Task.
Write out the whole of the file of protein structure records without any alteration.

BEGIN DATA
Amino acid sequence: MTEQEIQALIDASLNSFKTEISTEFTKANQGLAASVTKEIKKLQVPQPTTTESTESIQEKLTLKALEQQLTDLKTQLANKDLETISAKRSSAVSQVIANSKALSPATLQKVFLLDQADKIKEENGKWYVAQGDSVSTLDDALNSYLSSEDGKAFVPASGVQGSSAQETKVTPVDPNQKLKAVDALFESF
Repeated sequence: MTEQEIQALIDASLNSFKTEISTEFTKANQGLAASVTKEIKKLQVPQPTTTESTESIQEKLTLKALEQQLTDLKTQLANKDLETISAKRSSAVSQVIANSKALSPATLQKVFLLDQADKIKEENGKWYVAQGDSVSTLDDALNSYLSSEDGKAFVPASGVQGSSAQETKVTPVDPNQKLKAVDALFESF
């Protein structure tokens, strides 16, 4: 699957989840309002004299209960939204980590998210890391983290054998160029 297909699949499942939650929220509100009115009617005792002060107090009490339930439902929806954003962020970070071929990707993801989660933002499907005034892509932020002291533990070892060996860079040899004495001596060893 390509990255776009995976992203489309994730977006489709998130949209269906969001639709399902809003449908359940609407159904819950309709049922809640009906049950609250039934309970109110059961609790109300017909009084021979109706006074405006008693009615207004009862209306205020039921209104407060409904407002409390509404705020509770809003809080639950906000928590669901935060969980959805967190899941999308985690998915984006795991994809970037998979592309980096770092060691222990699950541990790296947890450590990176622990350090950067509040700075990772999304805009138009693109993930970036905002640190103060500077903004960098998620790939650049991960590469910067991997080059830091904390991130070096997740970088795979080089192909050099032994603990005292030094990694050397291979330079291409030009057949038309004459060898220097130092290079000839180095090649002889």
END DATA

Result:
Amino acid sequence: MTEQEIQALIDASLNSFKTEISTEFTKANQGLAASVTKEIKKLQVPQPTTTESTESIQEKLTLKALEQQLTDLKTQLANKDLETISAKRSSAVSQVIANSKALSPATLQKVFLLDQADKIKEENGKWYVAQGDSVSTLDDALNSYLSSEDGKAFVPASGVQGSSAQETKVTPVDPNQKLKAVDALFESF
Repeated sequence: MTEQEIQALIDASLNSFKTEISTEFTKANQGLAASVTKEIKKLQVPQPTTTESTESIQEKLTLKALEQQLTDLKTQLANKDLETISAKRSSAVSQVIANSKALSPATLQKVFLLDQADKIKEENGKWYVAQGDSVSTLDDALNSYLSSEDGKAFVPASGVQGSSAQETKVTPVDPNQKLKAVDALFESF
């Protein structure tokens, strides 16, 4: 699957989840309002004299209960939204980590998210890391983290054998160029 297909699949499942939650929220509100009115009617005792002060107090009490339930439902929806954003962020970070071929990707993801989660933002499907005034892509932020002291533990070892060996860079040899004495001596060893 390509990255776009995976992203489309994730977006489709998130949209269906969001639709399902809003449908359940609407159904819950309709049922809640009906049950609250039934309970109110059961609790109300017909009084021979109706006074405006008693009615207004009862209306205020039921209104407060409904407002409390509404705020509770809003809080639950906000928590669901935060969980959805967190899941999308985690998915984006795991994809970037998979592309980096770092060691222990699950541990790296947890450590990176622990350090950067509040700075990772999304805009138009693109993930970036905002640190103060500077903004960098998620790939650049991960590469910067991997080059830091904390991130070096997740970088795979080089192909050099032994603990005292030094990694050397291979330079291409030009057949038309004459060898220097130092290079000839180095090649002889």